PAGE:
Xerox Corp. spends about $1 billion a year on research and development, gambling that it can predict the future of IT. Not surprisingly, most of the research is dedicated to the Stamford, Conn., company's core business: copiers and printers. But the results can range far afield from Xerox's traditional photocopiers.
At a New York event sponsored by Xerox's Innovation Group this month, a Xerox fellow, Beng Ong, presented a jet-printed plastic transistor that had been made with polythiophene-based, semiconductive polymer ink. Because plastic transistors can be fabricated using standard printing processes, they are much cheaper to manufacture than silicon transistors, Ong said.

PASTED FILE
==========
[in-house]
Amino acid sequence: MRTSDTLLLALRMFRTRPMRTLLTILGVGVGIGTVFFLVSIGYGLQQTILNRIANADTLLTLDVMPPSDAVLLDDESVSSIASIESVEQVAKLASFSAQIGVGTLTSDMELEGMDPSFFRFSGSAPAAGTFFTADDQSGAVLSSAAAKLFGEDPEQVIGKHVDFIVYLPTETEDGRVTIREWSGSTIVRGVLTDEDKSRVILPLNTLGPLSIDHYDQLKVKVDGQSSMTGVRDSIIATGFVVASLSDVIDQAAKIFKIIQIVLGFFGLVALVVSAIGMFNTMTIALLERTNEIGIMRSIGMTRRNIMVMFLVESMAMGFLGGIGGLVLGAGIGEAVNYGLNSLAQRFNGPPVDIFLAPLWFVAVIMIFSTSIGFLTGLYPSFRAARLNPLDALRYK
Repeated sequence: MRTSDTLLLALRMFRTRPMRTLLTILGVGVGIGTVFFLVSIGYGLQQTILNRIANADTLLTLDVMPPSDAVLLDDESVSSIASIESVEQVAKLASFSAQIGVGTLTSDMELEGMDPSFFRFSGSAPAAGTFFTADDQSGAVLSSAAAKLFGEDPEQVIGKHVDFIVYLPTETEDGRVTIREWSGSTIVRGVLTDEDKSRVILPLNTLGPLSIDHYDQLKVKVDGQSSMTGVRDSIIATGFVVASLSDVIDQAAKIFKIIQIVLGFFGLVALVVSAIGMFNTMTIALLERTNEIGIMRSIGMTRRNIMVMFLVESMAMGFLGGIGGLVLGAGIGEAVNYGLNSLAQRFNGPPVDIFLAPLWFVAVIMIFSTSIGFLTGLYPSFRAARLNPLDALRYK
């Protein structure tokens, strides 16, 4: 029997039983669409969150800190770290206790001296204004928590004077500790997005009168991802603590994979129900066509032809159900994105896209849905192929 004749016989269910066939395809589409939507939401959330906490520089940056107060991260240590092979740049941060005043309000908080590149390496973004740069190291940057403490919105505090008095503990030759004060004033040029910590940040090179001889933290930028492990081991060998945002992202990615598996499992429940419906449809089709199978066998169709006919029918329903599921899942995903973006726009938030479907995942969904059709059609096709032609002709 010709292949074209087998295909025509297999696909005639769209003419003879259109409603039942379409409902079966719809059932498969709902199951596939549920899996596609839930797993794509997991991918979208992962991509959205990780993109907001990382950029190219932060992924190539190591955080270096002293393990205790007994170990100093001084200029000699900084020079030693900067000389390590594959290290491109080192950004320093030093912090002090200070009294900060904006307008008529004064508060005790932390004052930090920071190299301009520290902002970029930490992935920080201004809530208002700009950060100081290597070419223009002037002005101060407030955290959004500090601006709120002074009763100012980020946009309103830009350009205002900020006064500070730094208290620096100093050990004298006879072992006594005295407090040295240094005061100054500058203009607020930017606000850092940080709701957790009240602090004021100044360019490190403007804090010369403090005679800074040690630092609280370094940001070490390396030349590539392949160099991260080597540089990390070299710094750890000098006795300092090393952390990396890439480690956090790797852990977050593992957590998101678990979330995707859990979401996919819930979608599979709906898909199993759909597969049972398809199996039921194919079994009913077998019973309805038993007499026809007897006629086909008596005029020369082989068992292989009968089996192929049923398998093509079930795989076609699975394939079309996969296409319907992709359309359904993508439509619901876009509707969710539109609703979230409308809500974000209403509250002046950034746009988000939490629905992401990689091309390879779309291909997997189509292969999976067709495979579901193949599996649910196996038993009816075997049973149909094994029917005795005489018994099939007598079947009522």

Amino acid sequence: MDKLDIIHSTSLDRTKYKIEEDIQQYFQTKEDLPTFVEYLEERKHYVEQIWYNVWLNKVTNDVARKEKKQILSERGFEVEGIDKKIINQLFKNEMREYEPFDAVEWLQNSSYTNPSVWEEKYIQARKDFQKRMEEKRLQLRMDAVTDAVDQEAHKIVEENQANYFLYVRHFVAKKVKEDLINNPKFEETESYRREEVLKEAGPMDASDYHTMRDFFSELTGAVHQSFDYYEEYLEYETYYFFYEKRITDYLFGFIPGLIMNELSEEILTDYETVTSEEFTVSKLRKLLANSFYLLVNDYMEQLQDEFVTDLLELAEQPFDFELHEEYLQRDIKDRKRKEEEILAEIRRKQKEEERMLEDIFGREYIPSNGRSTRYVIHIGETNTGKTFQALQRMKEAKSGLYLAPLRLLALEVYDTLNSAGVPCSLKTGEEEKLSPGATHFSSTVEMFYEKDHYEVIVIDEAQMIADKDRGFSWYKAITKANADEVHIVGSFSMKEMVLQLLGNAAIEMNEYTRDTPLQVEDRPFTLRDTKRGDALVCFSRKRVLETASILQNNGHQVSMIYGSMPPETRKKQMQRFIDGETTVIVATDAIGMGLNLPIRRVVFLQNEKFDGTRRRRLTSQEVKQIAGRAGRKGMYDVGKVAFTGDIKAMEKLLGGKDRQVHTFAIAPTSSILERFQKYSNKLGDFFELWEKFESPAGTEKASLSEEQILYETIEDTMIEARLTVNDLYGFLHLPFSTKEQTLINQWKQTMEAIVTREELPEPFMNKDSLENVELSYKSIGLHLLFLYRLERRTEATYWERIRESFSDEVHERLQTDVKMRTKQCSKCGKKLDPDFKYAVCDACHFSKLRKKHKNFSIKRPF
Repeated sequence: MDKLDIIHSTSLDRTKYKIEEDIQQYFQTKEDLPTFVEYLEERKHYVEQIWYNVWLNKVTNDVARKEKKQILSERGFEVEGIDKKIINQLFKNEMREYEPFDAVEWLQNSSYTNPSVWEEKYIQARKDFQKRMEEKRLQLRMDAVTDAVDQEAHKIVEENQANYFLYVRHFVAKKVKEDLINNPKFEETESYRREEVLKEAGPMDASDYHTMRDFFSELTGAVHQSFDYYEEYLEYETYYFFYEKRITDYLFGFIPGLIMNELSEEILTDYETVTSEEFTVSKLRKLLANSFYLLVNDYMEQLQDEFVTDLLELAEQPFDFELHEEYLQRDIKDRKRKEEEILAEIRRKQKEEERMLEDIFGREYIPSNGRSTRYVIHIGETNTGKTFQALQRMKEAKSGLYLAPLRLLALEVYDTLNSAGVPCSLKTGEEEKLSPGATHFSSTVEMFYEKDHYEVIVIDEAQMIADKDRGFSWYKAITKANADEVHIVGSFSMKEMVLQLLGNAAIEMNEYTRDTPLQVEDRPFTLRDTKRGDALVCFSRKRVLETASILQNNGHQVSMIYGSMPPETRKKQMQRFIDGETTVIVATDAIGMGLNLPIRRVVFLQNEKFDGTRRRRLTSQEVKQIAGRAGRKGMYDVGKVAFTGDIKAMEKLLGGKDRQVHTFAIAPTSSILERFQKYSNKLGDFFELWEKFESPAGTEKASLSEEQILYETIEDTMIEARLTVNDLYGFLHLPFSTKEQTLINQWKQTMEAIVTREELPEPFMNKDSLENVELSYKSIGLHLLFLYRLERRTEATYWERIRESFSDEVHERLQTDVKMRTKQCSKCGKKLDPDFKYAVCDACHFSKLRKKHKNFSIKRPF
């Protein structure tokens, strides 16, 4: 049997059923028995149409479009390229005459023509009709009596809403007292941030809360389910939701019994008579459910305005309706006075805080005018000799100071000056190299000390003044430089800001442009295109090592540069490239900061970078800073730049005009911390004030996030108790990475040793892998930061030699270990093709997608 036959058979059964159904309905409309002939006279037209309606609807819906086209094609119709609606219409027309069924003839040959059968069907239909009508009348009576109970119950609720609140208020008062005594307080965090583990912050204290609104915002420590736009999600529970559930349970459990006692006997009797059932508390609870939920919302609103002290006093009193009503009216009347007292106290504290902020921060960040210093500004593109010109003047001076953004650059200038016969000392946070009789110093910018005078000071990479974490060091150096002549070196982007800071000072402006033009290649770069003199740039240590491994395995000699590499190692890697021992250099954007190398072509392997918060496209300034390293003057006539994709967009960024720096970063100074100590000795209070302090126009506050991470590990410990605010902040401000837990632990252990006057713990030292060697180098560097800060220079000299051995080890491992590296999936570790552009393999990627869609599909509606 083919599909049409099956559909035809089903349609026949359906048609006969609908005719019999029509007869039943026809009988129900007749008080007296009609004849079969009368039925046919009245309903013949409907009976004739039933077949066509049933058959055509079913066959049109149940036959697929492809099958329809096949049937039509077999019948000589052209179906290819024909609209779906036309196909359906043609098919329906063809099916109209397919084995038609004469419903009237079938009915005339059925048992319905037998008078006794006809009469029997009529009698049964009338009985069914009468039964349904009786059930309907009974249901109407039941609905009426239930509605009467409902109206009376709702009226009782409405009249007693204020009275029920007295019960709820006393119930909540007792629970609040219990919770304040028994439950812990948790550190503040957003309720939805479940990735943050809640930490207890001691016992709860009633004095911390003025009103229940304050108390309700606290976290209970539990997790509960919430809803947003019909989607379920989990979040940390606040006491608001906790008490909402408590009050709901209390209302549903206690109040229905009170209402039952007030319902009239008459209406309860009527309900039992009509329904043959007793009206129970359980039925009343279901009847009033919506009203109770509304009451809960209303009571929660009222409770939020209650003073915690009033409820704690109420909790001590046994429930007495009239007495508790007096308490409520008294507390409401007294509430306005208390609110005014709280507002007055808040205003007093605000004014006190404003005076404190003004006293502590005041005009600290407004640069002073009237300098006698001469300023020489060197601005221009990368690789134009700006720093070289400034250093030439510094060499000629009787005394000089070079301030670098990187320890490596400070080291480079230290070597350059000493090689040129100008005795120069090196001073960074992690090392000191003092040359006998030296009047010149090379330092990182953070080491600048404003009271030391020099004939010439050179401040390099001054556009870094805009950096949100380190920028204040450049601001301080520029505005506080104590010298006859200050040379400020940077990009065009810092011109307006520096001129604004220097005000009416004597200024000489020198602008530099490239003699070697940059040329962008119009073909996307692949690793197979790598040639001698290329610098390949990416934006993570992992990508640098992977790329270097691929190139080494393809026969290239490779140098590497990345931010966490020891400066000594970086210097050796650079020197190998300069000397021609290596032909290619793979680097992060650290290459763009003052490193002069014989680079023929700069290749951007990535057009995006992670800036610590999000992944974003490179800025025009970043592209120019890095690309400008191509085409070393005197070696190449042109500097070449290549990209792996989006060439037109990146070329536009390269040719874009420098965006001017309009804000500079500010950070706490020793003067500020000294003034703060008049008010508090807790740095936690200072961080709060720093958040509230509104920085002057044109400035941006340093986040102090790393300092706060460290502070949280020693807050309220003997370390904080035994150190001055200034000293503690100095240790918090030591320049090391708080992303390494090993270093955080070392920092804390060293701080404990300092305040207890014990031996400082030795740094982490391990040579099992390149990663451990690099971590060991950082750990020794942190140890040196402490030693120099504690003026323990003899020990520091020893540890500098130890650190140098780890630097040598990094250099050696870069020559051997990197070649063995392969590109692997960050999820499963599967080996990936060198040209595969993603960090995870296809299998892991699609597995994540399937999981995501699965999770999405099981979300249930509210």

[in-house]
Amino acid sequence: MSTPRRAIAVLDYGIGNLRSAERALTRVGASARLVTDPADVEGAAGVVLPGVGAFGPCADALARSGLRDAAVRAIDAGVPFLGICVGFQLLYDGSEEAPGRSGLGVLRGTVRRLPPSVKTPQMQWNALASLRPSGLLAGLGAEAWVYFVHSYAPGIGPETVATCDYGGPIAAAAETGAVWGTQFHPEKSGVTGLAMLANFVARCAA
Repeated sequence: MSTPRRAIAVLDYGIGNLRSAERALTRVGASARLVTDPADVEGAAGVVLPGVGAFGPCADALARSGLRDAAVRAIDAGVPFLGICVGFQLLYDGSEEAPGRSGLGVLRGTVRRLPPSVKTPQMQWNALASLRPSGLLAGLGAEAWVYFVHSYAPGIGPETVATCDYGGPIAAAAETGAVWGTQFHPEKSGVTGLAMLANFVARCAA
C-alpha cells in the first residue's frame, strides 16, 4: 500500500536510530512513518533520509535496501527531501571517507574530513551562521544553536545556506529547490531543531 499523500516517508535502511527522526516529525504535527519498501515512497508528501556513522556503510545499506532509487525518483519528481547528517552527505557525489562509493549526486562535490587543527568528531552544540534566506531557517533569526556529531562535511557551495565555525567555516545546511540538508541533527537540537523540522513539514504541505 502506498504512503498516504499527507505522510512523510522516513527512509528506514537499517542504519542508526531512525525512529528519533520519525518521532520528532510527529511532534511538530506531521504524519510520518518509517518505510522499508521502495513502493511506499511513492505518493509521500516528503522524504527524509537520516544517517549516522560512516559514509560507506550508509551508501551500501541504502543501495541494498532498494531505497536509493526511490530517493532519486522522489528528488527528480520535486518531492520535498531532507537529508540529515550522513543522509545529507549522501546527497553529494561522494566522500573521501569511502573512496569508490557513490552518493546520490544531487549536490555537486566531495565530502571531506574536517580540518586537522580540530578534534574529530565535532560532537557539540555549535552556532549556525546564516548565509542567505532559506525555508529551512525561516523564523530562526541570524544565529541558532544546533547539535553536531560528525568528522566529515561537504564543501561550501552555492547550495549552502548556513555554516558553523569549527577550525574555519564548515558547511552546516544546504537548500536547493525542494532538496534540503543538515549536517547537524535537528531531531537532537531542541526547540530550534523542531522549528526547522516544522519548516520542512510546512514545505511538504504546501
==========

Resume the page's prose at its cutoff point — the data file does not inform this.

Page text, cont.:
The transistor may make it possible to create lightweight, flexible electric paper and portable posterlike monitors and television screens. Plastic chips can't match silicon in speed or size, but they could ultimately be used to create cheaper large-area devices such as flat-panel and flexible displays and low-end microelectronics such as RFID (radio-frequency identification) tags, said Ong.
News source: eWeek